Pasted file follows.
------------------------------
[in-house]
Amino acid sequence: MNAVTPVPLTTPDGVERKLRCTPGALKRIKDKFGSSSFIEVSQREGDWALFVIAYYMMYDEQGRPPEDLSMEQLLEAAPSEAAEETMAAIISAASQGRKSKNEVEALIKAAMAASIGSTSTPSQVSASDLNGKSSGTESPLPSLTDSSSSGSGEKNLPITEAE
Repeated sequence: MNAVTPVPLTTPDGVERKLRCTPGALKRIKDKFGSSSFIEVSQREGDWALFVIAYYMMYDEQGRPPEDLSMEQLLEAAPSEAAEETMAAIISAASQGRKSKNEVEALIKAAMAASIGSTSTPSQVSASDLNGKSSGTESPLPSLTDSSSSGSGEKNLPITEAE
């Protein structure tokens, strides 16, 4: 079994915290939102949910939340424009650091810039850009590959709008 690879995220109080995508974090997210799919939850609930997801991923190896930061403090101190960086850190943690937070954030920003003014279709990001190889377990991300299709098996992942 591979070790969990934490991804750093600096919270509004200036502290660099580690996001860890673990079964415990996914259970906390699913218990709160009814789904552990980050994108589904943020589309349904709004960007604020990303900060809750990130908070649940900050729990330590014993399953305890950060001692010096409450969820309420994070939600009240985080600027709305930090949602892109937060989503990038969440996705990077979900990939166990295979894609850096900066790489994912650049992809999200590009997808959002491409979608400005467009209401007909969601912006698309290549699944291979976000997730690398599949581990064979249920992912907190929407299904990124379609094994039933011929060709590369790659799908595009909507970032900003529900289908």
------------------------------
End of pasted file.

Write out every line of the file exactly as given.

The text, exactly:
[in-house]
Amino acid sequence: MNAVTPVPLTTPDGVERKLRCTPGALKRIKDKFGSSSFIEVSQREGDWALFVIAYYMMYDEQGRPPEDLSMEQLLEAAPSEAAEETMAAIISAASQGRKSKNEVEALIKAAMAASIGSTSTPSQVSASDLNGKSSGTESPLPSLTDSSSSGSGEKNLPITEAE
Repeated sequence: MNAVTPVPLTTPDGVERKLRCTPGALKRIKDKFGSSSFIEVSQREGDWALFVIAYYMMYDEQGRPPEDLSMEQLLEAAPSEAAEETMAAIISAASQGRKSKNEVEALIKAAMAASIGSTSTPSQVSASDLNGKSSGTESPLPSLTDSSSSGSGEKNLPITEAE
């Protein structure tokens, strides 16, 4: 079994915290939102949910939340424009650091810039850009590959709008 690879995220109080995508974090997210799919939850609930997801991923190896930061403090101190960086850190943690937070954030920003003014279709990001190889377990991300299709098996992942 591979070790969990934490991804750093600096919270509004200036502290660099580690996001860890673990079964415990996914259970906390699913218990709160009814789904552990980050994108589904943020589309349904709004960007604020990303900060809750990130908070649940900050729990330590014993399953305890950060001692010096409450969820309420994070939600009240985080600027709305930090949602892109937060989503990038969440996705990077979900990939166990295979894609850096900066790489994912650049992809999200590009997808959002491409979608400005467009209401007909969601912006698309290549699944291979976000997730690398599949581990064979249920992912907190929407299904990124379609094994039933011929060709590369790659799908595009909507970032900003529900289908």